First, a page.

January 17, 2012



You are looking at the passports of Francesca Fierro and Vincenzina Casale, granting them one year stay in the United States in 1919. They are on display in a new museum in Lawrence, Massachusetts as an example of early 20th century documentation of new immigrants. The museum was established to mark the 100th anniversary of the Bread and Roses Strike of 1912 and is located on the sixth floor of the Everett Mill.

The museum is worth the visit.  It tells the story of the strike through photographs, documents and other artifacts of the era, as well as videotaped interviews with descendants of those involved in the strike.

What? you are unfamiliar with the Bread and Roses Strike? Well here is a brief history:

When Massachusetts law reduced the work week from 56 to 54 hours, the Mill owners (most prominently, the American Woolen Company) responded by reducing workers’ wages by two hours (about 36¢ total — or the cost of about 5 loaves of bread). Polish women weavers at Everett Cotton Mills were the first to walk off of their jobs, shouting, “Short pay, all out!”  They were joined the next day by workers from other mills. Within a week more than 20,000 workers from mills throughout the city were on strike.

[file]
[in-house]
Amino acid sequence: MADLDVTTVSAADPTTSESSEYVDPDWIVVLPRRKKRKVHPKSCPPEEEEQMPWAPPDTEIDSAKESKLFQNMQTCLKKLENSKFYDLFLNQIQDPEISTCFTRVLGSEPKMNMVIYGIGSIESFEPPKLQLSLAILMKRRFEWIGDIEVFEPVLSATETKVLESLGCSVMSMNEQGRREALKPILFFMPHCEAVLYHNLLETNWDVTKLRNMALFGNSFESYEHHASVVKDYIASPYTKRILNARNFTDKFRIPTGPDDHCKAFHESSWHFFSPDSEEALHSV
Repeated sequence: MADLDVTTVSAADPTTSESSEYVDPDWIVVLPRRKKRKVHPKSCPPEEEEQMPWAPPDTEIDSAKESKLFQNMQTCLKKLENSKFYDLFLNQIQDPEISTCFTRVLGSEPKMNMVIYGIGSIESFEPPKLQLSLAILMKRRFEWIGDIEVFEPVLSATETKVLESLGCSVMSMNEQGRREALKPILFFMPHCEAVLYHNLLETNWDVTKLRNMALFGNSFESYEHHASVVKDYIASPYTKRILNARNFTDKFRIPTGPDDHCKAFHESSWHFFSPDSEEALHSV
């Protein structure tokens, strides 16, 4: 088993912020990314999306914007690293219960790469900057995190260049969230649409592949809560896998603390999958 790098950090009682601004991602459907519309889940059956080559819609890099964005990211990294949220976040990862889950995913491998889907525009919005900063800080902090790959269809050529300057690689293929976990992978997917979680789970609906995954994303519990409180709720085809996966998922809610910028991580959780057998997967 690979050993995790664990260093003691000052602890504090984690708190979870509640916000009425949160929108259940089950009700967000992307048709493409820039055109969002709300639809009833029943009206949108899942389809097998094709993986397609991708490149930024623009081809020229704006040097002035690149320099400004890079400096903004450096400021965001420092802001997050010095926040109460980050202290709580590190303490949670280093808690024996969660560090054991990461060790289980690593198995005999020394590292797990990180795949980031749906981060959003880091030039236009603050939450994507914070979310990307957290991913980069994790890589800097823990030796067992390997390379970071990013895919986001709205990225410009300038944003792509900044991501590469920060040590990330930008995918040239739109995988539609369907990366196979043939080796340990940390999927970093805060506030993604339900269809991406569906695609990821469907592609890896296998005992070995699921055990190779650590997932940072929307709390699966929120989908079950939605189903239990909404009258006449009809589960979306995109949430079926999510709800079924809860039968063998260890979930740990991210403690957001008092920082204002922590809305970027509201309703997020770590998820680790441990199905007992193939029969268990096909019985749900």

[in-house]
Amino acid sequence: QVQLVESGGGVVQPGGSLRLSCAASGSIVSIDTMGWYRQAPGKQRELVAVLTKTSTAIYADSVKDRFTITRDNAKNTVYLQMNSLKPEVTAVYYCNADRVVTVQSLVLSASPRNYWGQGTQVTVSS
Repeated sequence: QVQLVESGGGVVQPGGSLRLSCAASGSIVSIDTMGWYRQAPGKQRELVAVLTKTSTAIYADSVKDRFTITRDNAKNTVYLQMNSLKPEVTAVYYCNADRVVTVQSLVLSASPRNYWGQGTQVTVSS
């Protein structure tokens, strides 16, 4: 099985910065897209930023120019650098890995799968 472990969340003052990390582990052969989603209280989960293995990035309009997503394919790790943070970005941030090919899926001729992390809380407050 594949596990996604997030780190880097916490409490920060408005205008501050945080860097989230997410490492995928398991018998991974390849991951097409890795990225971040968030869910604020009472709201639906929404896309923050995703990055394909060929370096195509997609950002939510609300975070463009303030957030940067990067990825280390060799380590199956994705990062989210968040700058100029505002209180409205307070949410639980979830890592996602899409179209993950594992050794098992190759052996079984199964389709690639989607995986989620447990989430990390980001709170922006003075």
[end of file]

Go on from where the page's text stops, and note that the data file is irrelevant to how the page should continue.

Lawrence’s mills were manned mostly by first generation immigrants from throughout Europe. These disparate groups, who preferred to socialized with fellow countrymen, came together for a common cause.

The standoff between the strikers and the Mill owners lasted about 8 weeks. It was peppered with skirmishes between the strikers and state militia resulting in scores of arrests but (luckily) only a couple of deaths.

The strike gained national attention, resulting in a congressional investigation and, ultimately, capitulation by the mill owners to the Strikers’ demands.

The ripples effect of the Bread and Roses strike helped improve working conditions for workers throughout the country.

If you can’t get to Lawrence to visit the Everett Mill in person, be sure to check it out and learn more about the strike and it’s far reaching impact the Centennial Exhibit online.


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  1. Love the detail and textures Bob! Combined with the muted tones they really add a sense of age and a ‘traveled’ feel to the image.